Tag Archives: Magnet Forensics

Windows Store and Apps Analysis – MUS2019

Windows Store and Apps (APPX) Analysis While attending the Magnet User Summit in Nashville, I had the opportunity to sit in on fascinating talks and labs. One of my favorites was the talk about Universal Windows Apps given by our very own Professor Yogesh Khatri and Jack Farley. As somebody who knew next to nothing […]

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Internet of Things at Magnet User Summit 2019

INTRODUCTION During the first week of April, I had the privilege of attending the Magnet User Summit in Nashville, Tennessee. Previously held as a separate training right before or after EnFuse in Las Vegas, the Magnet User Summit is a two day conference put on by Magnet Forensics. It features talks and hands on labs […]

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Magnet User Summit 2019: Solving Cyber Crimes with the University of Notre Dame

Mitch Kajzer presented this talk at the Magnet User Summit. He is the director of the Cyber Crimes Unit in St. Joseph County, Indiana, and also an adjunct professor at Notre Dame. He talked about the changing nature of digital forensic investigations and how police agencies need to adapt. Technology is now involved in most […]

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Virtual Currency Investigations: Fear Not the Blockchains

At the Magnet User Summit this year, I listened to a presentation by Eric Huber, Vice President of National White Collar Crime Center (NW3C). With a broad background in digital forensic investigations, he spoke about the changing field in cryptocurrencies and blockchain analysis. He gave a brief overview on different types of cryptocurrencies and how […]

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Exploring Axiom 3.0 and the Child Protection System at MUS 2019

Introduction: This past April, I had the opportunity to attend the Magnet User Summit 2019 as a representative of Champlain College. This year marked my first year attending a conference in addition to being a first-year student. I couldn’t be more grateful for this opportunity, and I consider myself lucky to have networked with industry […]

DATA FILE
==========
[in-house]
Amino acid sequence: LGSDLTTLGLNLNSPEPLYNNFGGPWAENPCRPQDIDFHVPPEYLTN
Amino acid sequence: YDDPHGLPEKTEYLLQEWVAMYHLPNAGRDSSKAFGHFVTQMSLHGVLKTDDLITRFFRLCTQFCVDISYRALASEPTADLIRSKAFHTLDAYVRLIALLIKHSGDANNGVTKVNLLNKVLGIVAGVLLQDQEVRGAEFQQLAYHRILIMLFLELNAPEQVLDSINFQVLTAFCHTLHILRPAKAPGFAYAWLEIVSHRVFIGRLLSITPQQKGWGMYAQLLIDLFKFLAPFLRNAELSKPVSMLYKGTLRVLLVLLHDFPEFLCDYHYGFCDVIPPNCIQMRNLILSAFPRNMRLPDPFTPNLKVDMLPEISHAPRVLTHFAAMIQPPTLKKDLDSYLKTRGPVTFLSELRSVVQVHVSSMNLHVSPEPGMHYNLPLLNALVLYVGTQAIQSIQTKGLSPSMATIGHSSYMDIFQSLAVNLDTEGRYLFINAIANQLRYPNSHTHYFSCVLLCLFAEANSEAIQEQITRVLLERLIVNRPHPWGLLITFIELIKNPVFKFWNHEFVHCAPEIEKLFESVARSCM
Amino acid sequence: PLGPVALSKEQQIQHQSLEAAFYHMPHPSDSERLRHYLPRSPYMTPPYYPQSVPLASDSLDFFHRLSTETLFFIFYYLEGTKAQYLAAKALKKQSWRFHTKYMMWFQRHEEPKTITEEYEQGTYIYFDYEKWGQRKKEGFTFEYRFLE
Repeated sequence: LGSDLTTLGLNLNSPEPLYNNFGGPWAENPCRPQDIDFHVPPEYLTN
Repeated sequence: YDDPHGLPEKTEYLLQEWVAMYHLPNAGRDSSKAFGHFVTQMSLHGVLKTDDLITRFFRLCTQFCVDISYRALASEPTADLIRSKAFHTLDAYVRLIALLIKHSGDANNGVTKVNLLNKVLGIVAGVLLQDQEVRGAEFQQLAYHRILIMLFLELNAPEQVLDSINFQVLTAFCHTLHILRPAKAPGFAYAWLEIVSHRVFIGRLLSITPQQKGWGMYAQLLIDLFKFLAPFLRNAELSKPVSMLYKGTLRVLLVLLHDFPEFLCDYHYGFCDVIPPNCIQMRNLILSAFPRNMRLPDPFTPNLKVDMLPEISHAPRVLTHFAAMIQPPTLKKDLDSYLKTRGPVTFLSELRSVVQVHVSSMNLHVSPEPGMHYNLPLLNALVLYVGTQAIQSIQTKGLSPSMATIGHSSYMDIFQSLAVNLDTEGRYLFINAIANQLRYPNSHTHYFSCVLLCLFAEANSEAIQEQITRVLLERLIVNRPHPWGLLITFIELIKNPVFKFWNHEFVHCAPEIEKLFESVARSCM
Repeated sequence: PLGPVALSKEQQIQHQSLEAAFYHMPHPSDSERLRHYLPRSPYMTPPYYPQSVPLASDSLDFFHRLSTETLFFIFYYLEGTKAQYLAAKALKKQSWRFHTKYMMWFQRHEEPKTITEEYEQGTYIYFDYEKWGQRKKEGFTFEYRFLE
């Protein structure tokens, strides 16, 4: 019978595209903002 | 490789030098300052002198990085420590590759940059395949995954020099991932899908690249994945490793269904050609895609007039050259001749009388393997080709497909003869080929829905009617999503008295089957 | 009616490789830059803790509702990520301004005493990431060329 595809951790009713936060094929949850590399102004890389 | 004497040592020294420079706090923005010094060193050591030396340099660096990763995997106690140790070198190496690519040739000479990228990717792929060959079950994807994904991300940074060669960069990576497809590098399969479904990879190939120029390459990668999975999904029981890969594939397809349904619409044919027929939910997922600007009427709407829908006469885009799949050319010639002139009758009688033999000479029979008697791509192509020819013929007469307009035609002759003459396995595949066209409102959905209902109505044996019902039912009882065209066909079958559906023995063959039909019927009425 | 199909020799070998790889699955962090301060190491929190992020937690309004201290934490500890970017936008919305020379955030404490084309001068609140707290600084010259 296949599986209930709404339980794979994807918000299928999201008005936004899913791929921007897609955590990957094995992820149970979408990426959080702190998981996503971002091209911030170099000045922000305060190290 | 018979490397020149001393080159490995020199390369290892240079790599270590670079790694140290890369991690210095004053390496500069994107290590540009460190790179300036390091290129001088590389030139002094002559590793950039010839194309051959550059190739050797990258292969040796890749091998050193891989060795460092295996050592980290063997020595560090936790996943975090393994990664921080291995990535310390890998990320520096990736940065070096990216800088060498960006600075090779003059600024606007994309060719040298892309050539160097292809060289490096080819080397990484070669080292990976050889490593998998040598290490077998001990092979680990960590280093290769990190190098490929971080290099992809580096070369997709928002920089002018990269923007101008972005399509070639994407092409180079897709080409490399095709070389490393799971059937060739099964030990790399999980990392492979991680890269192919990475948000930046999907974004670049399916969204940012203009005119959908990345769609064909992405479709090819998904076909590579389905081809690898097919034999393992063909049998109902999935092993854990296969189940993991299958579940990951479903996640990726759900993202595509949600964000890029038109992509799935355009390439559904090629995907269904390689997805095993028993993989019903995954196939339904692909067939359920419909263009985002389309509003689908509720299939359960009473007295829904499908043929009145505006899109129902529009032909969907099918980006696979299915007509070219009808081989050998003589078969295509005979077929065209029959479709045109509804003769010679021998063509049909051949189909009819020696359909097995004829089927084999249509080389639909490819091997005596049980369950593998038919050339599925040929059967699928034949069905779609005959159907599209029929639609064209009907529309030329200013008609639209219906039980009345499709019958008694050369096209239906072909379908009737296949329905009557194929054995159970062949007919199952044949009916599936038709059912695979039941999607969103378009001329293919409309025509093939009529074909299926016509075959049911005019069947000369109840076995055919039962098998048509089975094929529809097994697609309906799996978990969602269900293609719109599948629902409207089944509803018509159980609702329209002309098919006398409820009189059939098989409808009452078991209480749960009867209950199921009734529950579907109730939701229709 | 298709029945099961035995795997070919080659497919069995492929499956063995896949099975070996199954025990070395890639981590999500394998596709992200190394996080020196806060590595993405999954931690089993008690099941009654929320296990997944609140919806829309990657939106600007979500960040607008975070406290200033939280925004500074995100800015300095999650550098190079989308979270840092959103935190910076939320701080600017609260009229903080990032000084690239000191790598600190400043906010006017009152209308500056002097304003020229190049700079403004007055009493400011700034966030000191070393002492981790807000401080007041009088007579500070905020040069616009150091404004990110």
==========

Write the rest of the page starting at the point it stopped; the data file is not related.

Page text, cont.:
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Magnet User Summit Experience

Thanks to Champlain College, I was able to attend this year’s Magnet User Summit. As a first year, I was concerned as to how well I would understand the topics and concepts. However, I found that I was well prepared. My internship this semester at the LCDI helped most of all, as it provided me […]

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Magnet User Summit 2019

Introduction During the first week of April, I had the chance to go to the Magnet User Summit in Tennessee. During the trip I met many Champlain students that I wouldn’t have known if I hadn’t gone. I also had the chance to talk with upperclassmen within my major who told me about their experience […]

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Using Memory Forensics Analysis to Guide Your Investigation

Introduction I had the honor of attending the Magnet User Summit 2019 in Nashville on April 1-3. This was my first professional conference as a junior at Champlain College.  It was exciting to be able to correlate the presentations with the knowledge I’ve gathered in my courses. The conference was also a great networking space where I […]

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Leveraging PowerShell & Python MUS 2019

Leveraging PowerShell & Python for Incident Response & Live Investigation With Chet Hosmer Recently, I had the great opportunity to attend the 2019 Magnet User Summit hosted by Magnet Forensics in Nashville, Tennessee. Presenters at the Magnet User Summit dedicate their time to presenting new research, demonstrating new techniques, and teaching users in the fields […]

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Internet Evidence Finder: Part 2

As we are finishing the IEF project we are coming to the realization that IEF does not parse 100% of the internet artifacts on a drive. That’s not to say the tool isn’t useful, it just the IEF should not be used by itself. This project entailed generating internet data on a fresh computer and taking detailed notes during the process. Thirty three hours later the data is ready for IEF to parse. We took the drive out of the computer, hooked it up to a write blocker and imaged the drive in an E01 format. We then ran IEF on both the drive and the E01 to see if there would be different results. The results, unsurprisingly, were identical. After comparing the results to my notes we notice there were a lot of things missing. For one, only two thirds of the artifacts we generated data for were discovered by IEF. Continue reading